The Hinges of Destiny

I've been hitting the Newsweek again. This time I'm left wondering, what is with the desire of post-God scholars to have everyone remain alive for as long as possible?
However the experts explain our tendencies to self-destruct, they all agree that we could use some help negotiating these choices better—and that government can provide it. For Keeney, it's by adding "decision making" to the standard curriculum in public schools so that more children grow up empowered to recognize and mine all their options, rather than accept those presented by others. "Imagine if they taught World War II as decision making," he says. "That'd be fabulous."
We participate in a culture that demands instant performance and instant access and we slowly kill ourselves to remain competitive in this environment. So, it's 5 minutes before a meeting, you're hungry for lunch and you're tired. You can sleepwalk through the meeting, lose the deal, and lose your job or you can drink another soda and develop diabetes in 10 to 20. Since you'll need money for insulin anyway, you opt for the pick-me-up.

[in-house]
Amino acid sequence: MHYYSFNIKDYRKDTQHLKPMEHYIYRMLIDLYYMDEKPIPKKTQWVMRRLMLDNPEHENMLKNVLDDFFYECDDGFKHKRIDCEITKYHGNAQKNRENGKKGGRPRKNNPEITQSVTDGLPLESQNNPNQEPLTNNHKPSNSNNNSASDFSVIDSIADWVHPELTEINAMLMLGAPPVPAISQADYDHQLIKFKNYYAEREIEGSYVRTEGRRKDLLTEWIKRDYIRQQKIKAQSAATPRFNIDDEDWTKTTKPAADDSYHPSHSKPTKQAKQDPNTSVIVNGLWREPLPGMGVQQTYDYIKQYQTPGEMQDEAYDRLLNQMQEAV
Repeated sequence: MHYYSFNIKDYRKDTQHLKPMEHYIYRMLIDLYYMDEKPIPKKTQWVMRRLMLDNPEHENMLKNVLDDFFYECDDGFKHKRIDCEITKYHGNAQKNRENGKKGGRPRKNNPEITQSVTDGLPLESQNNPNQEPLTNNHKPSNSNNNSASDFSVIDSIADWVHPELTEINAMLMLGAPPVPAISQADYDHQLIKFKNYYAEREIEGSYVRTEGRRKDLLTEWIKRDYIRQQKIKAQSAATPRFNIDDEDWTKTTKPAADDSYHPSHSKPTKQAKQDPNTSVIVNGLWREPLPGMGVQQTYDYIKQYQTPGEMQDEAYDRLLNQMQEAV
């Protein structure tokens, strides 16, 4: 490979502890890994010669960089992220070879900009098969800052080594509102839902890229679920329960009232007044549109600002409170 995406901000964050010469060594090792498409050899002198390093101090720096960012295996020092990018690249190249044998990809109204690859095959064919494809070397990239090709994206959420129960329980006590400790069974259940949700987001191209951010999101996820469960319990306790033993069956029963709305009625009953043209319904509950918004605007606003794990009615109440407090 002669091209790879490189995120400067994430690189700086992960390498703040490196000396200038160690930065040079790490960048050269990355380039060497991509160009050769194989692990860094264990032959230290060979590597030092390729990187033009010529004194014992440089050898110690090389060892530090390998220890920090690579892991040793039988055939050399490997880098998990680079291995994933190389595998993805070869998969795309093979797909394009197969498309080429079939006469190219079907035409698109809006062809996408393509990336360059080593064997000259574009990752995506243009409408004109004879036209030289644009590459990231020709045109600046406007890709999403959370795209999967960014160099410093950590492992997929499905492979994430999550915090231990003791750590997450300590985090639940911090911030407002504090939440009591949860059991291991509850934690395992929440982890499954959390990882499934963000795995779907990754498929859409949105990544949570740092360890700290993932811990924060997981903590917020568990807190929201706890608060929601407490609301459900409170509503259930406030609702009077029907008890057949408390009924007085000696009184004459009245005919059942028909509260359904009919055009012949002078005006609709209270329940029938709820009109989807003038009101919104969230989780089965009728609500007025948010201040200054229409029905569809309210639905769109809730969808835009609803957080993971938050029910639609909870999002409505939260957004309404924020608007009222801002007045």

Because it pathologizes practical decisions made within a cultural context, the desire of folks like Keeney to protect everyone from "early death" ironically furthers our collective acceptance of the coercive expression of cultural authoritarianism. We enjoy our lifestyle. We've accepted that taking unallocated personal time can cost us a job. Unfortunately, substances that facilitate our desire to meet our daily demands are also deleterious over the long-term.

Fast food, frozen food, junk food, cigarettes, soda, Red Bull, donuts, doctor-prescribed stimulates, etc. Most everyone is touched by a harmful substance. Ban or tax the hell out of one of them, people will grudgingly accept reality, move on to another, and forget about their resolution to start exercising.

Instead of advocating pedagogy that involves "decision making," a high-cognitive process that cannot be imparted to students by teachers, Keeney should be burning down the fucking schools. Unfortunately, when the technology is borne, folks like Keeney will want the government to relieve the anxious of their distressing thoughts by restricting access to the relevant memory banks.


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